The origins of The Garth, also known as The Garth Pleasure Grounds, go back to 1729 when the Lingfield parish drew up a contract, with a local carpenter Thomas Stanford, to build a new workhouse at a cost of £290. It provided basic schooling for boys making shoes, hats, bonnets and waistcoats.
The garden at the Garth covers 9 acres and was designed in 1919 by a distinguished historic Arts and Crafts buildings and landscape architect Walter H Godfrey (1881-1961). “The Garth Pleasure Grounds” as the garden was described, includes various features designed by Godfrey such as a terrace, gazebo, pergola, bird bath, well, the courtyard bench, small fountain and ornate iron gates.
The grounds were altered in the late 20th Century but a plan of the garden from 1922 shows that it retained many key features from Godfrey's original design. The garden is subdivided into many separate ‘rooms’, often by hedges or walls, and with paths linking the individual areas. The garden represents an idyllic setting surrounding the former parish workhouse which was also refurbished by Godfrey.
Please click here to watch a video of The Garth.
Group visits (minimum of 5 people) are available, for Historic Houses Members, by appointment from January to December.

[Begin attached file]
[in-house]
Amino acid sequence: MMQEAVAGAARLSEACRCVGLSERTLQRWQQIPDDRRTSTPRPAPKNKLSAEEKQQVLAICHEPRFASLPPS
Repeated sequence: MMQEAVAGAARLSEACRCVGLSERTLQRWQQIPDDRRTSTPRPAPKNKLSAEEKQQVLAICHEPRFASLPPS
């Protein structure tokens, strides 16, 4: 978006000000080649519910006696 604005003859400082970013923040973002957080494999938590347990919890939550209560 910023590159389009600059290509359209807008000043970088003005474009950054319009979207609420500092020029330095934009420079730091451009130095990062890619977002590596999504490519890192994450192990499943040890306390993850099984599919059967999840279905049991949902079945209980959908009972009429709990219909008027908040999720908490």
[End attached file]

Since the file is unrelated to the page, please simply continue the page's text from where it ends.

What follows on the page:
Please contact email@example.com to arrange your visit.
The gardens will be open to the public on the following days in 2019:
6 May - 11 May
1pm - 5pm
We are also open for the National Garden Scheme in 2019:
5 May & 12 May
1pm - 5pm
From A22 take B2028 by Morgan Temple to Lingfield. The Garth is on the left opposite Barge Tiles.
By Public Transport
Trains go from London Victoria or Clapham Junction to Lingfield station. We are 20 min walk from the station.
- Offers bike storage
Parking is at Gun Pit Road public car park in Lingfield and free on weekends / bank holidays and about 10 min walk from the Garth.
Western Cars Taxi service 01342300000
Historic Houses members visit free.
Children up to 16 go free.
- Wheelchair ramps/routes
- Accessible toilets
A word from the owner
We spent time researching the house and grounds and are refurbishing the gardens following the plans we located in the Lewis archives. Our project is still in progress.